April fooled you once, twice ...

Posted Tuesday, Apr. 01, 2014  comments  Print Reprints

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Loathed by some, embraced by others, April Fools’ Day is a curious and even sadistic holiday. Instead of plying your pals with cards, candy or flowers, you try to humiliate or confuse them with pranks, jokes or gags. It’s like Halloween, but without the treats, parties, haunted houses or costumes — just the tricks.

It’s only fitting that April Fools’ Day has a history that is shrouded in mystery. Though theories abound, no one really knows where or when the holiday originated.

The most popular theory is that it began in Europe during the 16th century, when the Gregorian calendar (named after Pope Gregory XIII), which started the new year on Jan. 1, replaced the Julian calendar (established by Julius Caesar in 46 B.C.), which had started it on April 1.

Supposedly, those who did not adapt to the change and attempted to celebrate New Year’s Day on April 1 were called “April fools.”

Another common theory ties April Fools’ Day to the onset of spring and the way it often “fools” humankind with unpredictable weather. Given the cool days we’ve had here in North Texas recently, this is not an entirely unreasonable hypothesis.

Regardless of its origins, April Fools’ Day is an unavoidable occurrence each year. Even celebrities, news outlets and other noteworthy entities get in on the act. Here are a few of the more infamous pranks pulled over the years.

Animal antics

• Remember the days when neighborhood dogs were free to roam the streets? In 1965, a Copenhagen newspaper, citing road safety, reported that the Danish parliament was ordering citizens to paint their pooches white in order for them to be seen more easily at night.

No word on how many Fidos, Rovers or Spots (or the Danish equivalents thereof) had their coats coated with aerosol paint, but you can bet it was a sticky mess (and potentially a very unhealthy one for the painted pups).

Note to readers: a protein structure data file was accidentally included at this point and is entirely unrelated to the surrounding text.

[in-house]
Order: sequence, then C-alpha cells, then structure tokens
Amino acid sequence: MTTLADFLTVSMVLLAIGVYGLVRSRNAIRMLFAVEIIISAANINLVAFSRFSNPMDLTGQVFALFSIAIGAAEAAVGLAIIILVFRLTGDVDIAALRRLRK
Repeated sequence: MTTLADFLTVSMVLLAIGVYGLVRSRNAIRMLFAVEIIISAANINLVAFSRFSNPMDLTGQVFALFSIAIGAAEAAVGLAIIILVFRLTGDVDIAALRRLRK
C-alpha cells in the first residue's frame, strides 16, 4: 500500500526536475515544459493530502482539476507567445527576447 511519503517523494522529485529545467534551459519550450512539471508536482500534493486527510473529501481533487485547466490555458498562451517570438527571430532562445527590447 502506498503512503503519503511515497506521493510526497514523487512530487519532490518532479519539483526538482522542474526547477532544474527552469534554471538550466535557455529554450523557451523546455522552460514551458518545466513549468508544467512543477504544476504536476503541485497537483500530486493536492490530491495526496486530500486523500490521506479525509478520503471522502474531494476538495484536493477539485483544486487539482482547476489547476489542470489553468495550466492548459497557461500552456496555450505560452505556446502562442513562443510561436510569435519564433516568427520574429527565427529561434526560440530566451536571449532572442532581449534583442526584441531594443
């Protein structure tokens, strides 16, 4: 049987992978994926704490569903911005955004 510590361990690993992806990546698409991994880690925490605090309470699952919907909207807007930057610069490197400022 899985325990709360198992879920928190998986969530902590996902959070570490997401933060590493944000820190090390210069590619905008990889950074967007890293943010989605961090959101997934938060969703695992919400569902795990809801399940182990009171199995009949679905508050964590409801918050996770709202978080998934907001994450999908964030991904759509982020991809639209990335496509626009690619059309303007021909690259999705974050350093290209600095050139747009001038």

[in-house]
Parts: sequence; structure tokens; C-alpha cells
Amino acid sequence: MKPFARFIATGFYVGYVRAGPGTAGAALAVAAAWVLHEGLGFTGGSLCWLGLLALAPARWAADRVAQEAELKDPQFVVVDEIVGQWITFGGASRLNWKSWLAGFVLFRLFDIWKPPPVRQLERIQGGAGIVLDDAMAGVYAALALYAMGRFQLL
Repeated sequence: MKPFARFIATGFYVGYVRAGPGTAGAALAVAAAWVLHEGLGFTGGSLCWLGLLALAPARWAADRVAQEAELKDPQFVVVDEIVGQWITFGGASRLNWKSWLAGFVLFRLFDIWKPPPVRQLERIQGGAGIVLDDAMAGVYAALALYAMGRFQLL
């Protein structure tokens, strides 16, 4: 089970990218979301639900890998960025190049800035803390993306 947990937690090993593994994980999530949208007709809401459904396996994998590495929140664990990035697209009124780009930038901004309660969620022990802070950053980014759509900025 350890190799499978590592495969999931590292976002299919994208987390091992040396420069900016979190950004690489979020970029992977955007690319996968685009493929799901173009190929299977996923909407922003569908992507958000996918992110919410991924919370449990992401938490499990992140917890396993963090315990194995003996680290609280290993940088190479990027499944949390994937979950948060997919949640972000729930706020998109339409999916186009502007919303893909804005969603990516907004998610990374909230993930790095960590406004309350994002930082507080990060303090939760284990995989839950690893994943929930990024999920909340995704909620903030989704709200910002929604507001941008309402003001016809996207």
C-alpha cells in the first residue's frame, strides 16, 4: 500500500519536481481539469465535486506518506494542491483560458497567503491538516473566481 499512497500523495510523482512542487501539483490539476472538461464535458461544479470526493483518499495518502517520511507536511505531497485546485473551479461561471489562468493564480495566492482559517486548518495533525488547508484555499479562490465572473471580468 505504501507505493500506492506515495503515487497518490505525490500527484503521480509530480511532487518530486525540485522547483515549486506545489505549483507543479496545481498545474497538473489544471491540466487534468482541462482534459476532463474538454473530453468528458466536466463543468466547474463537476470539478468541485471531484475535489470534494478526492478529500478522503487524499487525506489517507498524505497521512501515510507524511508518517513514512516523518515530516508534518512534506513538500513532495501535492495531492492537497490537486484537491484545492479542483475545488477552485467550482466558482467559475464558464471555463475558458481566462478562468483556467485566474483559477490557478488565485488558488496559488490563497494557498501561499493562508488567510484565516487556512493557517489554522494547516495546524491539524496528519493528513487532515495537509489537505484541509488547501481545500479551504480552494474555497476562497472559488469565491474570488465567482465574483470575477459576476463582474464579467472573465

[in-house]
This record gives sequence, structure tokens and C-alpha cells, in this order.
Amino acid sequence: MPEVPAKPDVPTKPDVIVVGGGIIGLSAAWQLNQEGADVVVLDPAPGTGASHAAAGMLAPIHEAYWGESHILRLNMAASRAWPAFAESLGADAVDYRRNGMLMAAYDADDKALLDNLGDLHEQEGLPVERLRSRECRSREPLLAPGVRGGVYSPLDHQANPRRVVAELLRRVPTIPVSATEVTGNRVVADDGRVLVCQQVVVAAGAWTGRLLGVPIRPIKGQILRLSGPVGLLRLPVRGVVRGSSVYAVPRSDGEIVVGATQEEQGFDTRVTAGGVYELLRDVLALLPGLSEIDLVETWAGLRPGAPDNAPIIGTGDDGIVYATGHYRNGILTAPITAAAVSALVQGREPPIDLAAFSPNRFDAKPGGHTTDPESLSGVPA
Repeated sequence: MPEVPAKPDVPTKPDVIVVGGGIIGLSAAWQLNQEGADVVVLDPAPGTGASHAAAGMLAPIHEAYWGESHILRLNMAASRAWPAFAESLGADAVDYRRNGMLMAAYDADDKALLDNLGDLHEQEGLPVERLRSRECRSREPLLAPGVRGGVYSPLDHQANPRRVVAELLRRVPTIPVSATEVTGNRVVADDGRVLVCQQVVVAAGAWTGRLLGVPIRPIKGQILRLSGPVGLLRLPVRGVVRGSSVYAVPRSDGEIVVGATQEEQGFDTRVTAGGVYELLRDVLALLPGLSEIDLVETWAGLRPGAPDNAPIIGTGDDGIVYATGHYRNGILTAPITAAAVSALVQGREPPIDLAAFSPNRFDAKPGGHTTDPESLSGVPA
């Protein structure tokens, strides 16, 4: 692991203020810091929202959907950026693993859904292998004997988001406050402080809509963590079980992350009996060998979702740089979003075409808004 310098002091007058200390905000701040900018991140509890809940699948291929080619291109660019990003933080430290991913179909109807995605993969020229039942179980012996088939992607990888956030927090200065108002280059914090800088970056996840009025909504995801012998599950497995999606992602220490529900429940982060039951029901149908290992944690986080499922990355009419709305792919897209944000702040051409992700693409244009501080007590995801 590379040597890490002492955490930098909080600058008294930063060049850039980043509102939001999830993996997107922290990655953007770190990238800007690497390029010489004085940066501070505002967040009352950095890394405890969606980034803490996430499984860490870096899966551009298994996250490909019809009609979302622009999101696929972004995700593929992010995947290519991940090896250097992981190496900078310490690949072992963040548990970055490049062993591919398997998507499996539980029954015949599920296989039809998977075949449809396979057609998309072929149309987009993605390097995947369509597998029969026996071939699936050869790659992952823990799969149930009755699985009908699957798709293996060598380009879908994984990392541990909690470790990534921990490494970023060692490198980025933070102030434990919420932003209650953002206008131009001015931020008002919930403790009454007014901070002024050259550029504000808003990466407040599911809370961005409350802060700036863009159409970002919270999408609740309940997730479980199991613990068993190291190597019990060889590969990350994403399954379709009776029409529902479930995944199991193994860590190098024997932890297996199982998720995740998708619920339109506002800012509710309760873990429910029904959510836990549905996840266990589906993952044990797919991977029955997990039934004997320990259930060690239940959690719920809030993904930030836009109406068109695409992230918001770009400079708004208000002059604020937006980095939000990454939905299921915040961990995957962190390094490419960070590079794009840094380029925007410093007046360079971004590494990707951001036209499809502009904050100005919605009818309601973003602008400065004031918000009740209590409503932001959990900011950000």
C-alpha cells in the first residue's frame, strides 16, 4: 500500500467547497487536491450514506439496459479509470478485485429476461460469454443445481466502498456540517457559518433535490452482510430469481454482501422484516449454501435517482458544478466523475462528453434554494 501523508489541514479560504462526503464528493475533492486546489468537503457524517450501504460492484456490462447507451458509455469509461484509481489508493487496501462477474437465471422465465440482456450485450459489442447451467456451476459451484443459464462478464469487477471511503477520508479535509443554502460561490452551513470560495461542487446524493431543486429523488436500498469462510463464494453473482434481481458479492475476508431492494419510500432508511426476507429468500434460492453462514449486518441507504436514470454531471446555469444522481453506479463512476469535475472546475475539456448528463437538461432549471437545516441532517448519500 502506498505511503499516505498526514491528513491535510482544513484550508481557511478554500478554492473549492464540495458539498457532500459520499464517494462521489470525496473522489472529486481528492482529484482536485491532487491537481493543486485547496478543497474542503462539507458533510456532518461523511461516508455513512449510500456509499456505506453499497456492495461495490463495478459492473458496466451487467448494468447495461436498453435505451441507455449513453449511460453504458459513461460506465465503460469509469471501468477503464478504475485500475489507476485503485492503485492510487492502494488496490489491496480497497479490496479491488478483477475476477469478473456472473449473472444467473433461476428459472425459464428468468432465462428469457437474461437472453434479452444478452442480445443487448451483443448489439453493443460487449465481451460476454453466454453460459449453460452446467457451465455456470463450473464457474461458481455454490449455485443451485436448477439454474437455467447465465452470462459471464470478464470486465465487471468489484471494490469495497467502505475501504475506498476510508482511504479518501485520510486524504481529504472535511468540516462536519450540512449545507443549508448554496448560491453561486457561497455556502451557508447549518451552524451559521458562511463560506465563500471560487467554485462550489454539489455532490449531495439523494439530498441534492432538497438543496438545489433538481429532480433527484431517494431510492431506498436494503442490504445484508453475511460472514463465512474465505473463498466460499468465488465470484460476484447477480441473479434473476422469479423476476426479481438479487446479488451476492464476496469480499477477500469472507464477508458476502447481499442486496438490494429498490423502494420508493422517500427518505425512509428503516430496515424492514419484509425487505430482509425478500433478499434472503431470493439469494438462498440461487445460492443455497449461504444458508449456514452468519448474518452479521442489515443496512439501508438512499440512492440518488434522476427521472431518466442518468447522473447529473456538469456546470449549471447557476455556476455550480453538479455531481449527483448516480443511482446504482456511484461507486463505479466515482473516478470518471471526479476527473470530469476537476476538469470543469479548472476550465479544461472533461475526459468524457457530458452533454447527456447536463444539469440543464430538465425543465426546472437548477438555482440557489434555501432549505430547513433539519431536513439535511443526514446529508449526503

• Equally odd was a 1980 Soldier magazine report that the fur on the bearskin helmets worn by Buckingham Palace guards grows and must be trimmed periodically. Backed by pseudo-science and a relatively convincing barbershop photo, the phony scoop was picked up and run as the real deal by the London Daily Express.

• Discover Magazine was behind a 1995 story that a new species — the hotheaded naked ice borer — had been discovered by a wildlife biologist in Antarctica. This fanged, plate-headed creature could supposedly bore/melt its way through ice to ensnare unsuspecting penguins.

The penguin-poaching prank must have been convincing because it spawned an avalanche of reader mail.

• Speaking of penguins, according to a 2008 report by the BBC, the formerly flightless fowl could now fly the friendly skies. Or at least a certain species could. While producing its series, Miracles of Evolution, the BBC released an instantly viral April 1 video of airborne Adélie penguins heading south for the winter. Of course, it was all done through the magic of special effects.

Food hoaxes

• In 1957, in what was perhaps the first April Fools’ Day prank delivered via television, a British news show called Panorama had thousands of people convinced that spaghetti grew on trees. In southern Switzerland, there was reportedly a springtime bumper crop of spaghetti trees, as evidenced by faux film footage of women perched on ladders, picking pasta off the branches and placing it in baskets.

At the end of the three-minute “news” segment, the erudite-sounding broadcaster said, “For those who love this dish, there’s nothing like real, homegrown spaghetti.”

• Taco Bell caused patriotic panic in 1996 when it ran a full-page ad in the Dallas Morning News (and five other major newspapers), stating that it had purchased the Liberty Bell, “one of our country’s most beloved historic treasures. It will now be called ‘Taco Liberty Bell’ and will still be accessible to the American public for viewing. While some may find this controversial, we hope our move will prompt other corporations to take similar action to do their part to reduce the country’s debt.”

The ad did indeed create controversy as thousands of concerned citizens deluged Taco Bell’s corporate headquarters and the National Park Service in Philadelphia with angry phone calls.

• Another fast-food chain, Burger King, cooked up a whopper of an April Fools’ hoax in 1998 with the introduction (via USA Today) of the “Left-Handed Whopper,” a burger created to cater to the many southpaws inconvenienced by such everyday objects as potato peelers and spiral notebooks.